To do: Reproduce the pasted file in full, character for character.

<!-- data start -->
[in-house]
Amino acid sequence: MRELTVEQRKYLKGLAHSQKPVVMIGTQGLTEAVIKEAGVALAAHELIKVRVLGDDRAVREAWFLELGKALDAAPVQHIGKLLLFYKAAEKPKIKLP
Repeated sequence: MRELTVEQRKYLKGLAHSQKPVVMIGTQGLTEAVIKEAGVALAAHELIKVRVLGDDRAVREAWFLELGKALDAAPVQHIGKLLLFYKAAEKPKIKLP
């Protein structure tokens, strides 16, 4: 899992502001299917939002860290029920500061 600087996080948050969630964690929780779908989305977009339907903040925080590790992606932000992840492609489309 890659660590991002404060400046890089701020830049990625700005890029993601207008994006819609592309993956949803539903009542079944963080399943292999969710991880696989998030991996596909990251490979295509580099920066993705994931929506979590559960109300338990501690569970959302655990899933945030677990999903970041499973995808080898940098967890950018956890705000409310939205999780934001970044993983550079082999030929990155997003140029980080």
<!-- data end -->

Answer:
[in-house]
Amino acid sequence: MRELTVEQRKYLKGLAHSQKPVVMIGTQGLTEAVIKEAGVALAAHELIKVRVLGDDRAVREAWFLELGKALDAAPVQHIGKLLLFYKAAEKPKIKLP
Repeated sequence: MRELTVEQRKYLKGLAHSQKPVVMIGTQGLTEAVIKEAGVALAAHELIKVRVLGDDRAVREAWFLELGKALDAAPVQHIGKLLLFYKAAEKPKIKLP
């Protein structure tokens, strides 16, 4: 899992502001299917939002860290029920500061 600087996080948050969630964690929780779908989305977009339907903040925080590790992606932000992840492609489309 890659660590991002404060400046890089701020830049990625700005890029993601207008994006819609592309993956949803539903009542079944963080399943292999969710991880696989998030991996596909990251490979295509580099920066993705994931929506979590559960109300338990501690569970959302655990899933945030677990999903970041499973995808080898940098967890950018956890705000409310939205999780934001970044993983550079082999030929990155997003140029980080």